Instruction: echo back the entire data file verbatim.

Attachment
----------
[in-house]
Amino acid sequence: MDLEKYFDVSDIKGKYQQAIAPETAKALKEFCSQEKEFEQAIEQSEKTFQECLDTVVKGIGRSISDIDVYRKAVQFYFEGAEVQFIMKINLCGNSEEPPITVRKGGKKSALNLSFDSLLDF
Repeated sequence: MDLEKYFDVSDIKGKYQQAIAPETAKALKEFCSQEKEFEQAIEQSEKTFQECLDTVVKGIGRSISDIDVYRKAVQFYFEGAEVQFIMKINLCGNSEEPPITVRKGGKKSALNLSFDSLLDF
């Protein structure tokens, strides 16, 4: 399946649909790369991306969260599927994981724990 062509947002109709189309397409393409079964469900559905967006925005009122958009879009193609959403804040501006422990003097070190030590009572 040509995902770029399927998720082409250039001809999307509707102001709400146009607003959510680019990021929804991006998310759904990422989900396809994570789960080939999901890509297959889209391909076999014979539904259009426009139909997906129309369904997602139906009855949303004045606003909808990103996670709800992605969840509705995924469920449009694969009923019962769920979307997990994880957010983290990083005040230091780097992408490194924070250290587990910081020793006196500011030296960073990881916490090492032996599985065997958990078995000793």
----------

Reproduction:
[in-house]
Amino acid sequence: MDLEKYFDVSDIKGKYQQAIAPETAKALKEFCSQEKEFEQAIEQSEKTFQECLDTVVKGIGRSISDIDVYRKAVQFYFEGAEVQFIMKINLCGNSEEPPITVRKGGKKSALNLSFDSLLDF
Repeated sequence: MDLEKYFDVSDIKGKYQQAIAPETAKALKEFCSQEKEFEQAIEQSEKTFQECLDTVVKGIGRSISDIDVYRKAVQFYFEGAEVQFIMKINLCGNSEEPPITVRKGGKKSALNLSFDSLLDF
């Protein structure tokens, strides 16, 4: 399946649909790369991306969260599927994981724990 062509947002109709189309397409393409079964469900559905967006925005009122958009879009193609959403804040501006422990003097070190030590009572 040509995902770029399927998720082409250039001809999307509707102001709400146009607003959510680019990021929804991006998310759904990422989900396809994570789960080939999901890509297959889209391909076999014979539904259009426009139909997906129309369904997602139906009855949303004045606003909808990103996670709800992605969840509705995924469920449009694969009923019962769920979307997990994880957010983290990083005040230091780097992408490194924070250290587990910081020793006196500011030296960073990881916490090492032996599985065997958990078995000793």